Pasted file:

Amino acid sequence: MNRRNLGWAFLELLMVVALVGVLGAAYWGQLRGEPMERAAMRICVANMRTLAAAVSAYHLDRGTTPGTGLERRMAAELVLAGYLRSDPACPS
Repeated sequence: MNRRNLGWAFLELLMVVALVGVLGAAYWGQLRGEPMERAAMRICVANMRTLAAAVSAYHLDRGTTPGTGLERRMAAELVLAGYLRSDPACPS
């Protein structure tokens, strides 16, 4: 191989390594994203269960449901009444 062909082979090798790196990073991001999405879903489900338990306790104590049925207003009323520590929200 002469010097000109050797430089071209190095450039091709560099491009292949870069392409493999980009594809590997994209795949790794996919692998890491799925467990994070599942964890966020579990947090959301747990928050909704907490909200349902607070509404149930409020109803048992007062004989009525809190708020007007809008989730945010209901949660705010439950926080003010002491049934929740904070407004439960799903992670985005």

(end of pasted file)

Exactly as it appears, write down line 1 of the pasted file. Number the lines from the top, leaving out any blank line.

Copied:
Amino acid sequence: MNRRNLGWAFLELLMVVALVGVLGAAYWGQLRGEPMERAAMRICVANMRTLAAAVSAYHLDRGTTPGTGLERRMAAELVLAGYLRSDPACPS